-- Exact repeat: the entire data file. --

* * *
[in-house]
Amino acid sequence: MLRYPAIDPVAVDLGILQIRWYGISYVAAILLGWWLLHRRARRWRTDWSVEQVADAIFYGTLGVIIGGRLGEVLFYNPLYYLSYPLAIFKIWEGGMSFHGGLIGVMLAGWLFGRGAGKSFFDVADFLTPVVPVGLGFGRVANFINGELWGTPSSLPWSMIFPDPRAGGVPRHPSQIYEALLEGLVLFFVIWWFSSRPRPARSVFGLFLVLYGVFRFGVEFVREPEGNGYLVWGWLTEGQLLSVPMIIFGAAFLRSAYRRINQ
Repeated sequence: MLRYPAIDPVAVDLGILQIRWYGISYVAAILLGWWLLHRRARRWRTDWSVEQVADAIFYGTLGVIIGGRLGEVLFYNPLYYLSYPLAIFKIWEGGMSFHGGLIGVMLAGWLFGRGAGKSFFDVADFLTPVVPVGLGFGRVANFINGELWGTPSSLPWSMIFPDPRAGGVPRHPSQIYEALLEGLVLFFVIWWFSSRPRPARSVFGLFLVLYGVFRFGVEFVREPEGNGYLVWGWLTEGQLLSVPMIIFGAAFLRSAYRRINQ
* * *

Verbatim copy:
[in-house]
Amino acid sequence: MLRYPAIDPVAVDLGILQIRWYGISYVAAILLGWWLLHRRARRWRTDWSVEQVADAIFYGTLGVIIGGRLGEVLFYNPLYYLSYPLAIFKIWEGGMSFHGGLIGVMLAGWLFGRGAGKSFFDVADFLTPVVPVGLGFGRVANFINGELWGTPSSLPWSMIFPDPRAGGVPRHPSQIYEALLEGLVLFFVIWWFSSRPRPARSVFGLFLVLYGVFRFGVEFVREPEGNGYLVWGWLTEGQLLSVPMIIFGAAFLRSAYRRINQ
Repeated sequence: MLRYPAIDPVAVDLGILQIRWYGISYVAAILLGWWLLHRRARRWRTDWSVEQVADAIFYGTLGVIIGGRLGEVLFYNPLYYLSYPLAIFKIWEGGMSFHGGLIGVMLAGWLFGRGAGKSFFDVADFLTPVVPVGLGFGRVANFINGELWGTPSSLPWSMIFPDPRAGGVPRHPSQIYEALLEGLVLFFVIWWFSSRPRPARSVFGLFLVLYGVFRFGVEFVREPEGNGYLVWGWLTEGQLLSVPMIIFGAAFLRSAYRRINQ